- Individual COVID-19 preventive measures, such as handwashing and wearing masks, mark the path forward in protecting people while vaccine efforts scale up
As the Omicron variant dominates the COVID-19 news cycle, new research from the Partnership for Evidence-Based Response to COVID-19 (PERC) indicates that people in African Union Member States are overwhelmingly willing to get vaccinated. Across 19 countries, 78% of people surveyed by PERC indicated that they had been or were willing to get vaccinated.
However, as of November 2021, less than 7% of the African continent has been vaccinated. This gap between acceptance and coverage demonstrates a substantial unmet need and underscores the importance of consistent and predictable vaccine supply as well as increased support for vaccination programs in Africa. The latest PERC report considers why global vaccination efforts have been plagued by inequity, as well as the logistical challenges to vaccinating the African continent. The report further outlines the continued importance of preventive measures—particularly individual measures such as masking and social distancing—that minimize the social or economic harm that can occur when mobility, economic and social gathering restrictions are imposed.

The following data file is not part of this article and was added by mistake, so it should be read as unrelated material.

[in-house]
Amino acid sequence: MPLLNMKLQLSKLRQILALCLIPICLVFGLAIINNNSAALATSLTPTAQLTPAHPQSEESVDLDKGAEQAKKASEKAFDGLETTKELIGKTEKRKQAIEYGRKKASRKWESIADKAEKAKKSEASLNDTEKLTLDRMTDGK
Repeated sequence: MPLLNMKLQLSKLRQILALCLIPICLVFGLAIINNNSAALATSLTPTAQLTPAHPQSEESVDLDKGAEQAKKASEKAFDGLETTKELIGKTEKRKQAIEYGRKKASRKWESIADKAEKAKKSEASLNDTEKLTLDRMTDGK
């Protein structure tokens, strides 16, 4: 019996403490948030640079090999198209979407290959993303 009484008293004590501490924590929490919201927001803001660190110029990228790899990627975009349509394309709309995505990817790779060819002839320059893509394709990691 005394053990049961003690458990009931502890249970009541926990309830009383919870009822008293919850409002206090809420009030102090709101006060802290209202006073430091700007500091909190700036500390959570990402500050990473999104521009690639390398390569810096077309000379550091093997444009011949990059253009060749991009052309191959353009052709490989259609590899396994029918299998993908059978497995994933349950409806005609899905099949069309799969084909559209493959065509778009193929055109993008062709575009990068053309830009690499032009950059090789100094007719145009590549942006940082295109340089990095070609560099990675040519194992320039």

“We must work urgently toward equitable access to safe and effective vaccines on the African continent,” said Dr. John Nkengasong, Director of the Africa Centres for Disease Control and Prevention. “The PERC data show that demand for vaccines is substantially higher than supply.”